Jul 24, 2015

Solr with Spark(s) - Or how to submit a Spark-Task which utilizes a Solr-Cloud from Java-Code


What this tutorial is about

We are going to setup an architecture combining the Big-Data computing framework Apache Spark with a sharded Apache Solr-Cloud. After that we will learn how to start Spark tasks from Java without Spark having any knowledge of the task itself.

For that purpose we will install three virtual machines using VirtualBox.
The following image briefly illustrates our goal.



Technologies used

 For this tutorial we will need to get in touch with the listed technologies.
  • Apache Spark 1.4.0
  • Apache Solr 5.2.1
  • Zookeeper 3.4.6
  • VirtualBox 4.3
  • Ubuntu Server 64bit 15.04 (on each of our VMs)
  • Java 8 (openjdk-8-jdk)
  • Maven



Requirements

In order to finish all the steps with ease you should be capable of the things below.
  • Some Linux Knowledge
  • Little VirtualBox experience
  • Maven
  • Internet connection (surprise!)
  • at least 8GB RAM recommended

Few words before start

This post is about giving you an introduction into the combination of these technologies and should not be seen as fixed solution. The case I was using VirtualBox for this tutorial, is that it is accessible by anyone and does serve well here. If you do not want to use it just keep in mind that some parts of Spark do depend on valid name solving (that's why we will be editing some hosts files later on).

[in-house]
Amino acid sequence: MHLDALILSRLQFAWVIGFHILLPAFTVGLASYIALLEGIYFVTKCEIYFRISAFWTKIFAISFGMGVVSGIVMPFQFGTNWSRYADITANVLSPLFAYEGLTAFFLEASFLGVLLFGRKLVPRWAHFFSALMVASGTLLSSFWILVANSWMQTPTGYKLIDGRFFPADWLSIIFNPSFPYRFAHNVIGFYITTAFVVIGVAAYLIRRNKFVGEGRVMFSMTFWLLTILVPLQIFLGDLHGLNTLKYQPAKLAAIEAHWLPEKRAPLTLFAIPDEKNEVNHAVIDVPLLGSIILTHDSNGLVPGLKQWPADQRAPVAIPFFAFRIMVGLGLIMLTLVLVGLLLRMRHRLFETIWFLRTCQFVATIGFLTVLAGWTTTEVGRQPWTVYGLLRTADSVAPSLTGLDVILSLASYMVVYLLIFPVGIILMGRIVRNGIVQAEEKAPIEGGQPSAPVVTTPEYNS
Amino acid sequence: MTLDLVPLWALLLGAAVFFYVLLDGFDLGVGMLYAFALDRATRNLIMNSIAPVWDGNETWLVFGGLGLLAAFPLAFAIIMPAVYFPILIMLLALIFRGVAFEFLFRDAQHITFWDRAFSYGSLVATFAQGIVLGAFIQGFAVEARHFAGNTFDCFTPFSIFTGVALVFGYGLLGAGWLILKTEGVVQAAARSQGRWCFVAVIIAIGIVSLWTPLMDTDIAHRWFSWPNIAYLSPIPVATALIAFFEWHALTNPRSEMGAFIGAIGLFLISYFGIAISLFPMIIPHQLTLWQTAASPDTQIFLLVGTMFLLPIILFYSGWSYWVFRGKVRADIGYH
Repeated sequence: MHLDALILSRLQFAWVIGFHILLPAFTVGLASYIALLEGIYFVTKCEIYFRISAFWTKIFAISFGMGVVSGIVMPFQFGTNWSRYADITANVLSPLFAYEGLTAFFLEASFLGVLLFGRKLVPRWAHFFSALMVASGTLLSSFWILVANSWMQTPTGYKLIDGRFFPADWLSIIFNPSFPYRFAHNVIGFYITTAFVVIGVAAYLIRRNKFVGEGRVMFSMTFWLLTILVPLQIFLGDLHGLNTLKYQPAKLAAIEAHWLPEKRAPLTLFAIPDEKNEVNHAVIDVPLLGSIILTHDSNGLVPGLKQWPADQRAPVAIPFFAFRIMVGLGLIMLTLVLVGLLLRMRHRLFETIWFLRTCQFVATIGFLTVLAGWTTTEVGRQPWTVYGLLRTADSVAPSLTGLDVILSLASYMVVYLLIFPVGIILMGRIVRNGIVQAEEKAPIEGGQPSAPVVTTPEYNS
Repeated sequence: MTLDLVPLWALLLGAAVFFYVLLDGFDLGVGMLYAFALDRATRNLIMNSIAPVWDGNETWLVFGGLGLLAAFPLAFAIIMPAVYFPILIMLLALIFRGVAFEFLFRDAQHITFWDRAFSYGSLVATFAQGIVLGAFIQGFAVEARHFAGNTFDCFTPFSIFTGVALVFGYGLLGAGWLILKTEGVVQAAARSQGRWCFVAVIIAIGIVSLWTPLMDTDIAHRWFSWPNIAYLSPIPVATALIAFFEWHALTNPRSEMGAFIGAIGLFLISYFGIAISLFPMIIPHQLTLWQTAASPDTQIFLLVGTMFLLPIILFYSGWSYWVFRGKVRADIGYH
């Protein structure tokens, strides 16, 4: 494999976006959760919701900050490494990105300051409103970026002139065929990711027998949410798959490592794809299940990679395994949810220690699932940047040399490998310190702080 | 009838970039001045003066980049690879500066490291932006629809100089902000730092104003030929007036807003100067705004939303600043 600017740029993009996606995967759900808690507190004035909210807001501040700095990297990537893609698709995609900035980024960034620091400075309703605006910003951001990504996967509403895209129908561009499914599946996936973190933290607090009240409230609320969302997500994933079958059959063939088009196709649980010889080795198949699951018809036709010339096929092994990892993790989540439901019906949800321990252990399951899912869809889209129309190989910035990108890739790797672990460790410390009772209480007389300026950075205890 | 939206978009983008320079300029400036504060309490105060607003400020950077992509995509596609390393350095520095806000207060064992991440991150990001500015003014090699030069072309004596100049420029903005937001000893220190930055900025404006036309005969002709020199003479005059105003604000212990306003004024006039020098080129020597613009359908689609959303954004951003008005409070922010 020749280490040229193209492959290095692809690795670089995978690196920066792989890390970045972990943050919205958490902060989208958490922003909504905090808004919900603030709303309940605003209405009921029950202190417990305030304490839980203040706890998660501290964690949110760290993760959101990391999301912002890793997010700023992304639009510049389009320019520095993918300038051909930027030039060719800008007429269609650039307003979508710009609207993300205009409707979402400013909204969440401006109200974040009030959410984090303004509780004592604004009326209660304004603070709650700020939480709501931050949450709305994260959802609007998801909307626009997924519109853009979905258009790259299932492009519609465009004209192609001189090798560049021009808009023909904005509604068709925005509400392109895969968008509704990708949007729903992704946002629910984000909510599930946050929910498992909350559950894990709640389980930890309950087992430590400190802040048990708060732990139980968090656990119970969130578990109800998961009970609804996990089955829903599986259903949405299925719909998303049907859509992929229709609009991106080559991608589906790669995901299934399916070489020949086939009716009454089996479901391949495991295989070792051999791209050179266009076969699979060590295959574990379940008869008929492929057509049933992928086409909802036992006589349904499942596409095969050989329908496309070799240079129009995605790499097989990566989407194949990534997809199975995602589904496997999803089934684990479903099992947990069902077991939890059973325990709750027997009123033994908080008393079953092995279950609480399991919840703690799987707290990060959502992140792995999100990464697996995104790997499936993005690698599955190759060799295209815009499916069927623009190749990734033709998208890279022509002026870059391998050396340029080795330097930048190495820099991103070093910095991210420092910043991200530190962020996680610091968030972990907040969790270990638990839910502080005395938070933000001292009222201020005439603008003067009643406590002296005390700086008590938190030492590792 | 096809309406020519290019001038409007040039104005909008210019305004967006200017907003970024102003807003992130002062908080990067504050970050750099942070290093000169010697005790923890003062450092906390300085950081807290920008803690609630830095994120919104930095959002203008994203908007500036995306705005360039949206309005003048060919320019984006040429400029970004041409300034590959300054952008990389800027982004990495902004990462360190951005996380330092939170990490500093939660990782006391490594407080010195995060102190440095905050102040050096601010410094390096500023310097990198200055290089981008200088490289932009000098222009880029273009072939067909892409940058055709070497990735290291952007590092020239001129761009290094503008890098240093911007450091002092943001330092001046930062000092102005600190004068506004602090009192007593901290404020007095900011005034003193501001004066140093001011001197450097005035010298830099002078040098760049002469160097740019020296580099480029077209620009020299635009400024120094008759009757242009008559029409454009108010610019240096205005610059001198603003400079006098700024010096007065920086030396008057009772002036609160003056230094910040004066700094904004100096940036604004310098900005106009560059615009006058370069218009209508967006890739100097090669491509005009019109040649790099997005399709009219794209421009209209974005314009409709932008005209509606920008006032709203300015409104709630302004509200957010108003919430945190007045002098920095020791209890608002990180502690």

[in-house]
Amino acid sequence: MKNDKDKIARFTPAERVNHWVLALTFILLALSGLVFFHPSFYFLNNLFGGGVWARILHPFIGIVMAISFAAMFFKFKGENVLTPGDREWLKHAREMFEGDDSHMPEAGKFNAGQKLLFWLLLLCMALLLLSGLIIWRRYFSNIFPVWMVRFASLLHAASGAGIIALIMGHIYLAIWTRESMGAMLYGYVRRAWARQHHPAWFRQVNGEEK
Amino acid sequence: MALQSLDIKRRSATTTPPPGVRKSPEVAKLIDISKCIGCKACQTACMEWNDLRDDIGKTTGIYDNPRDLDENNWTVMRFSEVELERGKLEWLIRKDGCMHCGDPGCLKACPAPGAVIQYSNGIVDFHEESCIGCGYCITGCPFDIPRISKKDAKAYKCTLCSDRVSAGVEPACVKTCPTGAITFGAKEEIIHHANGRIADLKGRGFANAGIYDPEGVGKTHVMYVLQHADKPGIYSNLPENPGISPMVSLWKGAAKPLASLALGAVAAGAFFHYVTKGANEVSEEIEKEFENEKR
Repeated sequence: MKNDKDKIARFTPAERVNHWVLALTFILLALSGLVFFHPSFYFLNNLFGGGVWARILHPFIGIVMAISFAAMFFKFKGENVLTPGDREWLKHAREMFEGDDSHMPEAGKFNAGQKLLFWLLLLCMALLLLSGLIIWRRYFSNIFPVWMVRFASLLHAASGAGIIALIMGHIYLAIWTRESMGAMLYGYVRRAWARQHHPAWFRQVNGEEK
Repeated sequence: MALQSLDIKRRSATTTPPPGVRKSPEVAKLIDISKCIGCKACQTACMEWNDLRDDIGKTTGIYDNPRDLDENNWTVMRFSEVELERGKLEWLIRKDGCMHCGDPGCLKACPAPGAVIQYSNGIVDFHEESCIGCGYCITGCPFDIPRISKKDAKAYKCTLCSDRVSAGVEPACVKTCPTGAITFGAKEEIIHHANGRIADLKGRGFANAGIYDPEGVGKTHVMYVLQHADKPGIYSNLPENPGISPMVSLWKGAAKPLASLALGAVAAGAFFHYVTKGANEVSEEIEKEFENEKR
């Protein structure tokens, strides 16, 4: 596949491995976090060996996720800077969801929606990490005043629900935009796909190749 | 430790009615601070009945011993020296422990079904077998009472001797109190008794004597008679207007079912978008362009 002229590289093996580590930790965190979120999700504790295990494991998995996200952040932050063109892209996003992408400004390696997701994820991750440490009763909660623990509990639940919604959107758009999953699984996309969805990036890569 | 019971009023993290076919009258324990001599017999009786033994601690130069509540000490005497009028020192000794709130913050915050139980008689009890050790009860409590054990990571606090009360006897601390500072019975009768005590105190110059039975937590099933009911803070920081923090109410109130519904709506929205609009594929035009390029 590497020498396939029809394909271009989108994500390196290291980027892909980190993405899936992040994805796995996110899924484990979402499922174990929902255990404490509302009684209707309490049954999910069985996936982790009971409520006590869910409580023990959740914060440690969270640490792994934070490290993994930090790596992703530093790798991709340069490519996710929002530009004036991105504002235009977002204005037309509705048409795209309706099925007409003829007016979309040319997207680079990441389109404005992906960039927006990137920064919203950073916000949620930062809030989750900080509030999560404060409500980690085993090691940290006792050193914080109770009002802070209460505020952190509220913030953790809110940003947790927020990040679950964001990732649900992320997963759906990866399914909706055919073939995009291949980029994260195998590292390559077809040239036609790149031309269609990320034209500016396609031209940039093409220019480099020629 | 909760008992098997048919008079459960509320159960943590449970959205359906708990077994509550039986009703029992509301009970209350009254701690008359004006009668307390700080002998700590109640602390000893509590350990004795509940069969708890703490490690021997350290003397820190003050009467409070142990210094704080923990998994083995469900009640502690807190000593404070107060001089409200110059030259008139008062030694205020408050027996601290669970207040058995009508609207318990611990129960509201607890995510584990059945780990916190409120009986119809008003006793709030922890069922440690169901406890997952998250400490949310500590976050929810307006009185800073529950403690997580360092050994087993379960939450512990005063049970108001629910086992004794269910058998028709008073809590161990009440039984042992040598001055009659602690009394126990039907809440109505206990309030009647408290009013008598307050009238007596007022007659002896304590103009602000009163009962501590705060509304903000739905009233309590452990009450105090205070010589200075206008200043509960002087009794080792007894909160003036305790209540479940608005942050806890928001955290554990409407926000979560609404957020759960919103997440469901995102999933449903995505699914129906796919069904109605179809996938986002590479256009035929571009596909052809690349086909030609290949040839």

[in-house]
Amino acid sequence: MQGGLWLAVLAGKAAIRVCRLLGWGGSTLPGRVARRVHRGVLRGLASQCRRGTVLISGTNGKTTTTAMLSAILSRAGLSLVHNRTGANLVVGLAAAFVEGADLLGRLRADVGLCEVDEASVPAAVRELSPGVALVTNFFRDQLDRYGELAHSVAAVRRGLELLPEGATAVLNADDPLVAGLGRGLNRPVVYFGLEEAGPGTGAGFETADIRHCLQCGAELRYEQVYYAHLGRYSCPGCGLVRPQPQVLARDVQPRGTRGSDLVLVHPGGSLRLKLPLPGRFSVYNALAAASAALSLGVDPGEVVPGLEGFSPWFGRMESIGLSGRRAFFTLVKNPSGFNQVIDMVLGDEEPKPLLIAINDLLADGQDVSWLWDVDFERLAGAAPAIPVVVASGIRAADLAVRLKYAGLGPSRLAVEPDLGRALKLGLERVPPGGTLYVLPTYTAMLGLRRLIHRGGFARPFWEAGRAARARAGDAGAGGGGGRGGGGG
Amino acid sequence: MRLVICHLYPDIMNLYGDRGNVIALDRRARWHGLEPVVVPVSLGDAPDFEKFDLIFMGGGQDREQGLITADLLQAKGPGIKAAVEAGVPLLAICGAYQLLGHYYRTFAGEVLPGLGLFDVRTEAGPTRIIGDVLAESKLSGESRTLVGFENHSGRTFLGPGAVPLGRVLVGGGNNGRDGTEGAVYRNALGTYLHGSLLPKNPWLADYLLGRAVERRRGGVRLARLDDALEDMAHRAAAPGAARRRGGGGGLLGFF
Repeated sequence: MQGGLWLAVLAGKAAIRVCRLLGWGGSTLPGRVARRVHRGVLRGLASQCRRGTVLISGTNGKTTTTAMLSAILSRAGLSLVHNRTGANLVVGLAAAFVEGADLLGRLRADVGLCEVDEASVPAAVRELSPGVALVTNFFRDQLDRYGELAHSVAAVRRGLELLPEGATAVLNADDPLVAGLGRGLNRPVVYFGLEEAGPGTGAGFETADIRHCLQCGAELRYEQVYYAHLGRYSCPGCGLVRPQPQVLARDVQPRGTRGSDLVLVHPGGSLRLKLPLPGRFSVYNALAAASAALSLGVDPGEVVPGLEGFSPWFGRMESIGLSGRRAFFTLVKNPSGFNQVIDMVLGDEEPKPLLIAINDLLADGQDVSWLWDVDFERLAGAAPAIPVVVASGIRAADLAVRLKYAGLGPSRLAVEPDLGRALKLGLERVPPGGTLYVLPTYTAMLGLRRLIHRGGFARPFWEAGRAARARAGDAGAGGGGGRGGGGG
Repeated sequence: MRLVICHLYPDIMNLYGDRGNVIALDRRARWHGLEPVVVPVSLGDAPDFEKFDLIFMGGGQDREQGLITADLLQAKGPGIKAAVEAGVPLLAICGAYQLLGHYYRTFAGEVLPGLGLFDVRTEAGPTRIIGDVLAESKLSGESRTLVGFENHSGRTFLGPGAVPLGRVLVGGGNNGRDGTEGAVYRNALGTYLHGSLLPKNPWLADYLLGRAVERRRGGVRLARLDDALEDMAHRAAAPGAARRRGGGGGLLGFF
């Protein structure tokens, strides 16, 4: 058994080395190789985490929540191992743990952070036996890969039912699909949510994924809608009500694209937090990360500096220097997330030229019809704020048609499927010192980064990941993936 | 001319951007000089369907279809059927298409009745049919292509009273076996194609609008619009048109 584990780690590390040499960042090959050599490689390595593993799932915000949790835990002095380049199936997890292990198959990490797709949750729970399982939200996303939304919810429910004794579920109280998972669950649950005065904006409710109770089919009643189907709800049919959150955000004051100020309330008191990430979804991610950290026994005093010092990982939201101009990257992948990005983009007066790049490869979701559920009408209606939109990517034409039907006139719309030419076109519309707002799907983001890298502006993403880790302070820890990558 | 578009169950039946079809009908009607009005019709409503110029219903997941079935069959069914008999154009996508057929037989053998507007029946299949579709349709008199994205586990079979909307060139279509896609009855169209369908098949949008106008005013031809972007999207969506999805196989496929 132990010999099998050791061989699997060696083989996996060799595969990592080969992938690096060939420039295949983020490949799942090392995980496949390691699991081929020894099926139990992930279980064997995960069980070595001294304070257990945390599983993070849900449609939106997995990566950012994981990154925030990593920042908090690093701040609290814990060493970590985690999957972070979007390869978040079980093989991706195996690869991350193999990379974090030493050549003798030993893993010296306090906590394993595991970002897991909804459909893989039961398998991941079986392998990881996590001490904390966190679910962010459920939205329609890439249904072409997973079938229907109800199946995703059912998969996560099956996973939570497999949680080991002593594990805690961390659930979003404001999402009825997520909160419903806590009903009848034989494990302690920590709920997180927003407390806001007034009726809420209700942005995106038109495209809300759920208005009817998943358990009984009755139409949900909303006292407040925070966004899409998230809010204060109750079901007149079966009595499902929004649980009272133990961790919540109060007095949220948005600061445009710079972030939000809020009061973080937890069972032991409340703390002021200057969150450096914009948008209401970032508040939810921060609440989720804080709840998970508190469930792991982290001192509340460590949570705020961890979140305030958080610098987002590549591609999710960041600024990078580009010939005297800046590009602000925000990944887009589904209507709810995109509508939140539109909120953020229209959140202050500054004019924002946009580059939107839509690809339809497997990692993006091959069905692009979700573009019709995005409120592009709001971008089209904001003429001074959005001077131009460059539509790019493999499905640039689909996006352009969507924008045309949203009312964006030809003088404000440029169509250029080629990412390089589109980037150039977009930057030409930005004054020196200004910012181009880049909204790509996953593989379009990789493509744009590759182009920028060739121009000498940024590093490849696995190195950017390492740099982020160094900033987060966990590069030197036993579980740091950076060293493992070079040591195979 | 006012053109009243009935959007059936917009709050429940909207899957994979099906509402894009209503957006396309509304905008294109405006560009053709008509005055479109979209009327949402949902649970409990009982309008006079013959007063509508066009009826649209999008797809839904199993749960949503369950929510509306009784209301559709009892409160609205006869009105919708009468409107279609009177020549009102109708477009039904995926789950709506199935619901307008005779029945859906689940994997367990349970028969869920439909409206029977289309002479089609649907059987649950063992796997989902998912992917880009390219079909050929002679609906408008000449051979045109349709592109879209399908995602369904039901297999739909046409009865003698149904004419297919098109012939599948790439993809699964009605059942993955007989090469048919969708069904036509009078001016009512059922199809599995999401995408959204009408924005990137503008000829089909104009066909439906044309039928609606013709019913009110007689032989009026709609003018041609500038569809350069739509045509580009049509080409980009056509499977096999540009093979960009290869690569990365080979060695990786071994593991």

The complete setup process is a big part of this tutorial, but if you are already familar with configuring Spark an Solr you can go straight to Write some Code and skip the setup informations.

Also it is written in a complete tutorial style and should go through every step very detailed. Various issues could occur on each step (and some did so for me). Do not let yourself get deterred if anything does not run right immediately. I tried to point out possible Problems everywhere they appeared for me.

Furthermore, there is a trouble-shooting added to the end of this post mentioning some problems and their solutions.

Setting up our virtual machines

The previous image shows the targeted design, which consists of:

  1. Hostname:   spark-master
      IP:              192.168.56.100
      Running:    Spark - 0 Workers, ZooKeeper

  2. Hostname:   spark1
      IP:              192.168.56.101
      Running:    Spark - 2 Workers, Solr - the first of two shards

  3. Hostname:   spark2
      IP:              192.168.56.102
      Running:    Spark - 2 Workers, Solr - the second of two shards